Planetary Science, or Planetology, is a rapidly growing branch of science which describes the study of planets, celestial objects that are like planets, and anything which affects their shape, composition, appearance, or behaviour. As the study of planets includes the study of their structure and composition, atmosphere and climate cycles, their natural satellites and their interactions and relations with them and their star, planetary science overlaps greatly with some of the more traditional scientific disciplines.
The planet we know best is, of course, the one we are living on. Other planets can be studied remotely, using telescopes to observe them from a distance, while Space agencies around the world send robotic spacecraft to orbit, fly past or land on our planetary neighbours, and a dozen men have visited the moon.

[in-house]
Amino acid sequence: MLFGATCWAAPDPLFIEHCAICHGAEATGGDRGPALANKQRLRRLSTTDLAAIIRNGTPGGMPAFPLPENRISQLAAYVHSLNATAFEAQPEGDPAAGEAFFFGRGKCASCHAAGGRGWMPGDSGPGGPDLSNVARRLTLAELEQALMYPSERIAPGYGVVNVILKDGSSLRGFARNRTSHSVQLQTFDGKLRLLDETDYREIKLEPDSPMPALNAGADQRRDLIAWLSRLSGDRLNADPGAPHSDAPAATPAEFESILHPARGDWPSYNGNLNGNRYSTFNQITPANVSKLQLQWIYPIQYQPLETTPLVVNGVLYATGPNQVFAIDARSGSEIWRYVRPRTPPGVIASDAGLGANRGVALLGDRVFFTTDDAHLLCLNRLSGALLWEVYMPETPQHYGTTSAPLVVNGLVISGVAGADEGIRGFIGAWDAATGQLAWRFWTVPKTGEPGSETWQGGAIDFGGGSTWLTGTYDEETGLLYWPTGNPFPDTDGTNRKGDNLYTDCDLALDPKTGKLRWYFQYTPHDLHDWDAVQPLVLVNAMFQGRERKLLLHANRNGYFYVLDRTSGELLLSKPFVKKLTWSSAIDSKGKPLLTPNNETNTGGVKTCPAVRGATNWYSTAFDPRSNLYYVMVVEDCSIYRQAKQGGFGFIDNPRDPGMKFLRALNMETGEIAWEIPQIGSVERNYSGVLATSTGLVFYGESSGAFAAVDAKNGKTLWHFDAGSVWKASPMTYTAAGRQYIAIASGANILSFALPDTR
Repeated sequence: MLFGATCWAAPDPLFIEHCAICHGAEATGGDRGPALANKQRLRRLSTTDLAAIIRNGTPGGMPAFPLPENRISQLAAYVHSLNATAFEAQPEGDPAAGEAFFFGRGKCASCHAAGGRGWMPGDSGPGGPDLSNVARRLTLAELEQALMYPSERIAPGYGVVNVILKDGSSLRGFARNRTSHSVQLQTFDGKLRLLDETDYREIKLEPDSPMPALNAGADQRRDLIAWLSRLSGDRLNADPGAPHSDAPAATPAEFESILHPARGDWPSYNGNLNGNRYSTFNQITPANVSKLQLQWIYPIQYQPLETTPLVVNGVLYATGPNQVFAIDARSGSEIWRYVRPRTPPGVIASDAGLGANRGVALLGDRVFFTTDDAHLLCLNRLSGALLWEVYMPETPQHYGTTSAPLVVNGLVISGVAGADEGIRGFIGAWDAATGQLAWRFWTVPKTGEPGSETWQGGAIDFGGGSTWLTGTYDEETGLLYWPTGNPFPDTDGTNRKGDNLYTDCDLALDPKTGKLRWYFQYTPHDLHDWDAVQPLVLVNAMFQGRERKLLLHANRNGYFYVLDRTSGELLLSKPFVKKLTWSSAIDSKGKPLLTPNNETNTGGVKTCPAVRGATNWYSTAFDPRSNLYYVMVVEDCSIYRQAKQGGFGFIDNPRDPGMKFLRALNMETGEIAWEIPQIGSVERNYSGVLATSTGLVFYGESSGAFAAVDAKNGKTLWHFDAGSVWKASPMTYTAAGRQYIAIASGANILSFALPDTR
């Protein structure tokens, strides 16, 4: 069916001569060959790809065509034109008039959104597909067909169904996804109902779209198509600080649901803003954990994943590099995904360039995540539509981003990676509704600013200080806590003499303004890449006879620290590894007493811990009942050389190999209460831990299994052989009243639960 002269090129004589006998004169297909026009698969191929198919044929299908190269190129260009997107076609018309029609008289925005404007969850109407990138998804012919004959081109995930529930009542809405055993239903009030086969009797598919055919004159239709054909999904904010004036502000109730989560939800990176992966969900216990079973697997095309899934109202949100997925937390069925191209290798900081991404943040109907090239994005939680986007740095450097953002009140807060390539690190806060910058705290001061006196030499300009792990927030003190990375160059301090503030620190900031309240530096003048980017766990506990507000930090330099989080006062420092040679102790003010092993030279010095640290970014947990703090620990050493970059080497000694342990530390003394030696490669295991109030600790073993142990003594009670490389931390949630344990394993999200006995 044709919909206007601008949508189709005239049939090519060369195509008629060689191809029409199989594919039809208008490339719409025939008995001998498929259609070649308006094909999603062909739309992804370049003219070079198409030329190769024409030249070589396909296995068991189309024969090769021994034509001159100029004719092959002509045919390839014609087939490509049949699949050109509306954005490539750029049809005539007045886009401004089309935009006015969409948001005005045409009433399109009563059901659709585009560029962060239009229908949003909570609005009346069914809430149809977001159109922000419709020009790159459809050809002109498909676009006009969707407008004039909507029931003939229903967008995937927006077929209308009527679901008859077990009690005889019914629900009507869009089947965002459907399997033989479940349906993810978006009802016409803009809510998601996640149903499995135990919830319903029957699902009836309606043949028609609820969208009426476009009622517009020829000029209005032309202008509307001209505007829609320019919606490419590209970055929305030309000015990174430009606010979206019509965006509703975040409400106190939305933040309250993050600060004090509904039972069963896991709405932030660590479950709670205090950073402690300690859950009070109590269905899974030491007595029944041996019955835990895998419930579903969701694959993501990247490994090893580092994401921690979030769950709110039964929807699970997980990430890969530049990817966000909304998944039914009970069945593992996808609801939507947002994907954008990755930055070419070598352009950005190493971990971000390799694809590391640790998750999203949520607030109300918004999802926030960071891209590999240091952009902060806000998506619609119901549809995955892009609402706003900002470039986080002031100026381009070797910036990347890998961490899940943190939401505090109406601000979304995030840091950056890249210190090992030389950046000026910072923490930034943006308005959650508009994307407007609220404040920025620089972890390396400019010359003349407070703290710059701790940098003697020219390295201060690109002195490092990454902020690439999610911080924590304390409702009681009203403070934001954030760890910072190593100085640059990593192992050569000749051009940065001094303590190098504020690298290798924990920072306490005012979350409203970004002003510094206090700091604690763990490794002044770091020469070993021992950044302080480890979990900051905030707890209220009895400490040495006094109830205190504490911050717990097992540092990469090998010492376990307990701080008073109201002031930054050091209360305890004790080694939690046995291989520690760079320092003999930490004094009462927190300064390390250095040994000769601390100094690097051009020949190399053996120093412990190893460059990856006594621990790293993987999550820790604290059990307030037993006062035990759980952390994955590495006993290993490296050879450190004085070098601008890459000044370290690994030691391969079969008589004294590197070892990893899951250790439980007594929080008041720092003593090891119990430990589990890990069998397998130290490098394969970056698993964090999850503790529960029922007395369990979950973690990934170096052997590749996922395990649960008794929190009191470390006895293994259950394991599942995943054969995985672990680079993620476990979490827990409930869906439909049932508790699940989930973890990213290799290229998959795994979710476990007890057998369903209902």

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Atmospheric Science is a catch-all term for the study of planetary atmospheres, including the climate and weather.
Exoplanetology is the study of planets orbiting stars other than our Sun.
Geochemistry is the use of Chemistry to study the composition and mechanisms of major geological systems such as Earth.
Geology is the study of terrestrial structures and the processes acting upon them.
Geophysics refers to the study of the physics of the Earth and its environment in space, including its gravitational and magnetic fields, and its atmosphere.
Hydrology is the study of water in the environment.
Planetary Astronomy is the study of planets, moons, and planetary systems through measurements taken from afar.
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